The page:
An unusual weather phenomenon known as “bombogenesis,” in which winds intensify suddenly over a 24-hour period, could again hit Maine this week, resulting in heavy amounts of snow for eastern regions, according to weather forecasters.

Maine most recently found itself in the crosshairs of such a storm, also known as a “bomb cyclone,” a little over two months ago, when strong winds toppled countless trees and knocked out power to nearly half a million Mainers.

This time around, the strong winds will find fewer leaves on trees but are projected to be accompanied by more than a foot of snow in eastern Maine. The center of the storm is expected to pass over western Nova Scotia, so the amount of snow it dumps on Maine is expected to be heaviest along the state’s southeastern border with New Brunswick.

Todd Foisy, a meteorologist with the National Weather Service in Caribou, said Thursday’s storm is not expected to have as much of an impact as the “bomb cyclone” that struck in late October, which passed more directly over Maine. The potential track of this storm could pass over anywhere between Eastport and Halifax, Nova Scotia, he said, with the most likely scenario being somewhere in between.

Winds of 30 to 45 mph could be felt in much of Maine on Thursday, with stronger winds blowing in southern and eastern portions of the state, Foisy said Tuesday.

The NWS defines a blizzard as a snow storm with sustained wind or frequent gusts of 35 mph or greater and considerable falling and/or blowing snow that frequently reduces visibility to less than a quarter mile.

“Blizzard conditions are a possibility, with the best chance being Down East,” Foisy said. “There is still some uncertainty.”

Representatives of Maine two major electricity distributors each said they are prepared for Thursday’s potential blizzard. Both Emera and Central Maine Power were criticized for the length of time it took to restore power to all their customers following the Oct. 30 storm.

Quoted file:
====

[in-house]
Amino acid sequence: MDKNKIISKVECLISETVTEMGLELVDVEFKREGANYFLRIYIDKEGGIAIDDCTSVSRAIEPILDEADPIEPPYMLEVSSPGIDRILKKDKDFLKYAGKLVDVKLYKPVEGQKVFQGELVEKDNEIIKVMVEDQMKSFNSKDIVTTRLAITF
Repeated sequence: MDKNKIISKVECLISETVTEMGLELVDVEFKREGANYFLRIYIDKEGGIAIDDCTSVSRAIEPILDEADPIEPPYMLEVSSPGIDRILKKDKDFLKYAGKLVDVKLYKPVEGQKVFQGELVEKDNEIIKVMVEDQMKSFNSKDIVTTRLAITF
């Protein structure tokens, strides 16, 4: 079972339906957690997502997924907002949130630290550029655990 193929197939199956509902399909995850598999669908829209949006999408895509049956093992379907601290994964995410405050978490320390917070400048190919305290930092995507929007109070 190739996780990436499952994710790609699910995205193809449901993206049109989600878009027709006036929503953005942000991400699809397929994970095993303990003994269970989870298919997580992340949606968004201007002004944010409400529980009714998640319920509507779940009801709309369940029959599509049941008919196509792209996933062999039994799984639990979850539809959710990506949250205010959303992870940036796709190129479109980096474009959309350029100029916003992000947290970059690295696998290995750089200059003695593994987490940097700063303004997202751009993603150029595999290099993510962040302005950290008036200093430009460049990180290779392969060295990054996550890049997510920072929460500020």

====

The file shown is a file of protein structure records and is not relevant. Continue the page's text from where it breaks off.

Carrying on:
“Our biggest concern with this storm is the extreme cold” that will follow the snowfall, said Tim Pease, Emera’s storm manager. “While we are preparing to respond to any outages safely and quickly, we encourage customers to monitor the forecast and take necessary precautions to stay warm and safe.”

Central Maine Power’s Gail Rice said the utility is concerned about the wind, especially in its service area between roughly Lincoln County and western Hancock County. She said CMP has notified all employees that they could be called in to respond to outages, and it has contacted other power companies in the Northeast to indicate it may need their help.

“Our trucks are all fueled and equipped,” Rice said.

The Down East region is expected to get between 10 and 15 inches of snow, according to NWS forecaster Vic Nouhan. Greater Bangor likely will get between 5 to 9 inches, starting late Thursday morning and winding down overnight into Friday morning.

“Most of the damage will be done in the afternoon,” Nouhan said.

Snow totals will taper west along the coast. Rockland could see between 8 to 10 inches, whereas Cumberland County will get between 4 and 6 inches, and York County between 3 to 5 inches, according to Andy Pohl, an NWS forecaster in Gray.

Snow amounts in the northern half of the state will vary but on average will be between 4 and 6 inches.

The lack of leaves on trees this time of year is expected to help minimize the amount of downed power lines resulting from the storm, according to Foisy, but snowfall likely will cause some outages and complicate travel conditions.

The storm is expected to intensify as it blows northeast Wednesday from the Carolinas toward eastern Massachusetts and to maintain its strength as it passes over the Gulf of Maine into Canada.

By Friday, the storm will have swept away Thursday’s warmer temperatures, dragging a wave of cold air that will send the state back into the single-digits and low teens throughout the weekend, forecasters said.

BDN writer Callie Ferguson contributed to this report.

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Bill Trotter

A news reporter in coastal Maine for more than 20 years, Bill Trotter writes about how the Atlantic Ocean and the state's iconic coastline help to shape the lives of coastal Maine residents and visitors....